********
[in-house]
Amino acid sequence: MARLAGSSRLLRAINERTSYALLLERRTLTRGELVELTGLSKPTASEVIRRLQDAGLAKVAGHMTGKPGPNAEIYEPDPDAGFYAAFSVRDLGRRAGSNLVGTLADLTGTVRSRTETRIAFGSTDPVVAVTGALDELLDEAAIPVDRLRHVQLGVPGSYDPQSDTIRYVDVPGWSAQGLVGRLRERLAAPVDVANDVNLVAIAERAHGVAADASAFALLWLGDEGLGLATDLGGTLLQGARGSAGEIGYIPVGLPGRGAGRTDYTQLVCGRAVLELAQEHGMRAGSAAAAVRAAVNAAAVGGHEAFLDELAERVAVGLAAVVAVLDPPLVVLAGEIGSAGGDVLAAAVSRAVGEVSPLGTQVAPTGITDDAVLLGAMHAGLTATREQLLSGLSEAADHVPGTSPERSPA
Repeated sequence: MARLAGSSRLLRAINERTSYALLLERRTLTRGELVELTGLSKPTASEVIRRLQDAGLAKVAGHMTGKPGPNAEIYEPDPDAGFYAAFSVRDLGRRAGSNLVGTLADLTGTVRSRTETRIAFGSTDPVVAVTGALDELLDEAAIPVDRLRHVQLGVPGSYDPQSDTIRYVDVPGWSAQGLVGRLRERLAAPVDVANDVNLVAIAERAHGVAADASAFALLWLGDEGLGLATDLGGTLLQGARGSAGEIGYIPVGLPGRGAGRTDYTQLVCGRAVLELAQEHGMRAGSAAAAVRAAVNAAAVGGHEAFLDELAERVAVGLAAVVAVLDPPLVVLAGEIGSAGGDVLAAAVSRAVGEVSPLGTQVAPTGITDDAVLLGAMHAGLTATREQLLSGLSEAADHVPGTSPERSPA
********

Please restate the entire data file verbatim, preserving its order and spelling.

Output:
[in-house]
Amino acid sequence: MARLAGSSRLLRAINERTSYALLLERRTLTRGELVELTGLSKPTASEVIRRLQDAGLAKVAGHMTGKPGPNAEIYEPDPDAGFYAAFSVRDLGRRAGSNLVGTLADLTGTVRSRTETRIAFGSTDPVVAVTGALDELLDEAAIPVDRLRHVQLGVPGSYDPQSDTIRYVDVPGWSAQGLVGRLRERLAAPVDVANDVNLVAIAERAHGVAADASAFALLWLGDEGLGLATDLGGTLLQGARGSAGEIGYIPVGLPGRGAGRTDYTQLVCGRAVLELAQEHGMRAGSAAAAVRAAVNAAAVGGHEAFLDELAERVAVGLAAVVAVLDPPLVVLAGEIGSAGGDVLAAAVSRAVGEVSPLGTQVAPTGITDDAVLLGAMHAGLTATREQLLSGLSEAADHVPGTSPERSPA
Repeated sequence: MARLAGSSRLLRAINERTSYALLLERRTLTRGELVELTGLSKPTASEVIRRLQDAGLAKVAGHMTGKPGPNAEIYEPDPDAGFYAAFSVRDLGRRAGSNLVGTLADLTGTVRSRTETRIAFGSTDPVVAVTGALDELLDEAAIPVDRLRHVQLGVPGSYDPQSDTIRYVDVPGWSAQGLVGRLRERLAAPVDVANDVNLVAIAERAHGVAADASAFALLWLGDEGLGLATDLGGTLLQGARGSAGEIGYIPVGLPGRGAGRTDYTQLVCGRAVLELAQEHGMRAGSAAAAVRAAVNAAAVGGHEAFLDELAERVAVGLAAVVAVLDPPLVVLAGEIGSAGGDVLAAAVSRAVGEVSPLGTQVAPTGITDDAVLLGAMHAGLTATREQLLSGLSEAADHVPGTSPERSPA